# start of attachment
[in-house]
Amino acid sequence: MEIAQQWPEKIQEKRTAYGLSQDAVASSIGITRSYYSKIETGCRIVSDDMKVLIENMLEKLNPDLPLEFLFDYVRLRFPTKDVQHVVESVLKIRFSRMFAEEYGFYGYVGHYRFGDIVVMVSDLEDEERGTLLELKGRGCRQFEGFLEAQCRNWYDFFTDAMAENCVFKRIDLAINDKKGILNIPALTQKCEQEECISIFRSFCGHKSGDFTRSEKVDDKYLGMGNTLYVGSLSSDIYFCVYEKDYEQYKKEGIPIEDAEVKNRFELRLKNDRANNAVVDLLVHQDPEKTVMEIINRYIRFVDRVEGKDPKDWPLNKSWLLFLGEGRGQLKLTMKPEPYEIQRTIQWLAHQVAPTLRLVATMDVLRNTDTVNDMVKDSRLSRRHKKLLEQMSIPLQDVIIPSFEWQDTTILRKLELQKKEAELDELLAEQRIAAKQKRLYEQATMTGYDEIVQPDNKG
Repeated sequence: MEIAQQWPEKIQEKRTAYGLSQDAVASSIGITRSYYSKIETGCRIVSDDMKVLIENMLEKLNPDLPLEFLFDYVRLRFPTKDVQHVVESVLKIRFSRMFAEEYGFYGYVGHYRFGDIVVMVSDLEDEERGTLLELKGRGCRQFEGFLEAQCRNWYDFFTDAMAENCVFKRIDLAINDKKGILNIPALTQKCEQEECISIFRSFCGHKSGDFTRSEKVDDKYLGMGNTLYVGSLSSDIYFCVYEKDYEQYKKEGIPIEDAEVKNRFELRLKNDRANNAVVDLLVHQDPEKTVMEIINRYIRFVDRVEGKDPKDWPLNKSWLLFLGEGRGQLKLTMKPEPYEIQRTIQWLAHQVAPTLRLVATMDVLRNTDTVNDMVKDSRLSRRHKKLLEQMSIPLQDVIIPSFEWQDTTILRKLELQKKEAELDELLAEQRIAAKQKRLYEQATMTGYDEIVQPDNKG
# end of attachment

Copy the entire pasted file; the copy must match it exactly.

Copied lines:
[in-house]
Amino acid sequence: MEIAQQWPEKIQEKRTAYGLSQDAVASSIGITRSYYSKIETGCRIVSDDMKVLIENMLEKLNPDLPLEFLFDYVRLRFPTKDVQHVVESVLKIRFSRMFAEEYGFYGYVGHYRFGDIVVMVSDLEDEERGTLLELKGRGCRQFEGFLEAQCRNWYDFFTDAMAENCVFKRIDLAINDKKGILNIPALTQKCEQEECISIFRSFCGHKSGDFTRSEKVDDKYLGMGNTLYVGSLSSDIYFCVYEKDYEQYKKEGIPIEDAEVKNRFELRLKNDRANNAVVDLLVHQDPEKTVMEIINRYIRFVDRVEGKDPKDWPLNKSWLLFLGEGRGQLKLTMKPEPYEIQRTIQWLAHQVAPTLRLVATMDVLRNTDTVNDMVKDSRLSRRHKKLLEQMSIPLQDVIIPSFEWQDTTILRKLELQKKEAELDELLAEQRIAAKQKRLYEQATMTGYDEIVQPDNKG
Repeated sequence: MEIAQQWPEKIQEKRTAYGLSQDAVASSIGITRSYYSKIETGCRIVSDDMKVLIENMLEKLNPDLPLEFLFDYVRLRFPTKDVQHVVESVLKIRFSRMFAEEYGFYGYVGHYRFGDIVVMVSDLEDEERGTLLELKGRGCRQFEGFLEAQCRNWYDFFTDAMAENCVFKRIDLAINDKKGILNIPALTQKCEQEECISIFRSFCGHKSGDFTRSEKVDDKYLGMGNTLYVGSLSSDIYFCVYEKDYEQYKKEGIPIEDAEVKNRFELRLKNDRANNAVVDLLVHQDPEKTVMEIINRYIRFVDRVEGKDPKDWPLNKSWLLFLGEGRGQLKLTMKPEPYEIQRTIQWLAHQVAPTLRLVATMDVLRNTDTVNDMVKDSRLSRRHKKLLEQMSIPLQDVIIPSFEWQDTTILRKLELQKKEAELDELLAEQRIAAKQKRLYEQATMTGYDEIVQPDNKG